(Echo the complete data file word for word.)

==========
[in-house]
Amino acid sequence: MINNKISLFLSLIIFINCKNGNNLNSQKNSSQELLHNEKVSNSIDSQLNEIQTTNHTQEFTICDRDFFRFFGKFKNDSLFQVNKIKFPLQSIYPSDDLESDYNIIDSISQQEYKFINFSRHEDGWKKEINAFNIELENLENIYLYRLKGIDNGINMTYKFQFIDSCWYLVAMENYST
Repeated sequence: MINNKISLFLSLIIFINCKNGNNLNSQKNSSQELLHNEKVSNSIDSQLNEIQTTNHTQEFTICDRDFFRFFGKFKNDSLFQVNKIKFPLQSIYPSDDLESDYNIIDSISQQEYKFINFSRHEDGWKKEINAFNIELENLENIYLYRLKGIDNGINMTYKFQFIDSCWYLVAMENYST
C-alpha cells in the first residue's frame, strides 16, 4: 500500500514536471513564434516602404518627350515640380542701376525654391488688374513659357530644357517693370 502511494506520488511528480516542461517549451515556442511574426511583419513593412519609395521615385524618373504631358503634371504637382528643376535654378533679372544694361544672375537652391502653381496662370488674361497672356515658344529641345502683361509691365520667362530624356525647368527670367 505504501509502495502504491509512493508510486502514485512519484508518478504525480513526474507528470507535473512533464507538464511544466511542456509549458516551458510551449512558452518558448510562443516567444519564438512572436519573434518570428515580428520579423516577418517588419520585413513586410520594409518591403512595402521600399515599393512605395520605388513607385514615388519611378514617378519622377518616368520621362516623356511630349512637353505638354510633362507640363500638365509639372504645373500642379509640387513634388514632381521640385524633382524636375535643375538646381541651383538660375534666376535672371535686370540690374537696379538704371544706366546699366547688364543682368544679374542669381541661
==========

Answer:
[in-house]
Amino acid sequence: MINNKISLFLSLIIFINCKNGNNLNSQKNSSQELLHNEKVSNSIDSQLNEIQTTNHTQEFTICDRDFFRFFGKFKNDSLFQVNKIKFPLQSIYPSDDLESDYNIIDSISQQEYKFINFSRHEDGWKKEINAFNIELENLENIYLYRLKGIDNGINMTYKFQFIDSCWYLVAMENYST
Repeated sequence: MINNKISLFLSLIIFINCKNGNNLNSQKNSSQELLHNEKVSNSIDSQLNEIQTTNHTQEFTICDRDFFRFFGKFKNDSLFQVNKIKFPLQSIYPSDDLESDYNIIDSISQQEYKFINFSRHEDGWKKEINAFNIELENLENIYLYRLKGIDNGINMTYKFQFIDSCWYLVAMENYST
C-alpha cells in the first residue's frame, strides 16, 4: 500500500514536471513564434516602404518627350515640380542701376525654391488688374513659357530644357517693370 502511494506520488511528480516542461517549451515556442511574426511583419513593412519609395521615385524618373504631358503634371504637382528643376535654378533679372544694361544672375537652391502653381496662370488674361497672356515658344529641345502683361509691365520667362530624356525647368527670367 505504501509502495502504491509512493508510486502514485512519484508518478504525480513526474507528470507535473512533464507538464511544466511542456509549458516551458510551449512558452518558448510562443516567444519564438512572436519573434518570428515580428520579423516577418517588419520585413513586410520594409518591403512595402521600399515599393512605395520605388513607385514615388519611378514617378519622377518616368520621362516623356511630349512637353505638354510633362507640363500638365509639372504645373500642379509640387513634388514632381521640385524633382524636375535643375538646381541651383538660375534666376535672371535686370540690374537696379538704371544706366546699366547688364543682368544679374542669381541661